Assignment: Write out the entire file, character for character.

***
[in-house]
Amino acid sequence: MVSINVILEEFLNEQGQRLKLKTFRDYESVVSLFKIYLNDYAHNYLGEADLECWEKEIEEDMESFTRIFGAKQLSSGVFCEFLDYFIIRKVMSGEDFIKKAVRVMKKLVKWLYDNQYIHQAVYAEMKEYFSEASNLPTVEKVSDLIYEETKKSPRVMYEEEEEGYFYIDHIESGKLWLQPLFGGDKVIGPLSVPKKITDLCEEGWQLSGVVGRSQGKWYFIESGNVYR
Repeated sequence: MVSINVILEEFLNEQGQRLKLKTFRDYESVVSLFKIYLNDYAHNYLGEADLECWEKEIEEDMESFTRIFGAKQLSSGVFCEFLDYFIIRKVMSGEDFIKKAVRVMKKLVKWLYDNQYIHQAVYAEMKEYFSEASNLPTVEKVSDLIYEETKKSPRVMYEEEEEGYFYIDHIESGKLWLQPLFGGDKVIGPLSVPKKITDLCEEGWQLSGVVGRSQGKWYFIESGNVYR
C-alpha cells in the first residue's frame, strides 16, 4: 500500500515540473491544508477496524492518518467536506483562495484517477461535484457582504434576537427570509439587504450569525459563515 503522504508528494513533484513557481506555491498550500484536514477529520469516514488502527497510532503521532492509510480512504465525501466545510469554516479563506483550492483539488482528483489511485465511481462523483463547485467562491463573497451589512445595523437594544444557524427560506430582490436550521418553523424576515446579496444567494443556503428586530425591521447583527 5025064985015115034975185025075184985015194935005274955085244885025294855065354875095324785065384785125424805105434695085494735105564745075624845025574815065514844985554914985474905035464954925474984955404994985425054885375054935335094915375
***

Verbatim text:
[in-house]
Amino acid sequence: MVSINVILEEFLNEQGQRLKLKTFRDYESVVSLFKIYLNDYAHNYLGEADLECWEKEIEEDMESFTRIFGAKQLSSGVFCEFLDYFIIRKVMSGEDFIKKAVRVMKKLVKWLYDNQYIHQAVYAEMKEYFSEASNLPTVEKVSDLIYEETKKSPRVMYEEEEEGYFYIDHIESGKLWLQPLFGGDKVIGPLSVPKKITDLCEEGWQLSGVVGRSQGKWYFIESGNVYR
Repeated sequence: MVSINVILEEFLNEQGQRLKLKTFRDYESVVSLFKIYLNDYAHNYLGEADLECWEKEIEEDMESFTRIFGAKQLSSGVFCEFLDYFIIRKVMSGEDFIKKAVRVMKKLVKWLYDNQYIHQAVYAEMKEYFSEASNLPTVEKVSDLIYEETKKSPRVMYEEEEEGYFYIDHIESGKLWLQPLFGGDKVIGPLSVPKKITDLCEEGWQLSGVVGRSQGKWYFIESGNVYR
C-alpha cells in the first residue's frame, strides 16, 4: 500500500515540473491544508477496524492518518467536506483562495484517477461535484457582504434576537427570509439587504450569525459563515 503522504508528494513533484513557481506555491498550500484536514477529520469516514488502527497510532503521532492509510480512504465525501466545510469554516479563506483550492483539488482528483489511485465511481462523483463547485467562491463573497451589512445595523437594544444557524427560506430582490436550521418553523424576515446579496444567494443556503428586530425591521447583527 5025064985015115034975185025075184985015194935005274955085244885025294855065354875095324785065384785125424805105434695085494735105564745075624845025574815065514844985554914985474905035464954925474984955404994985425054885375054935335094915375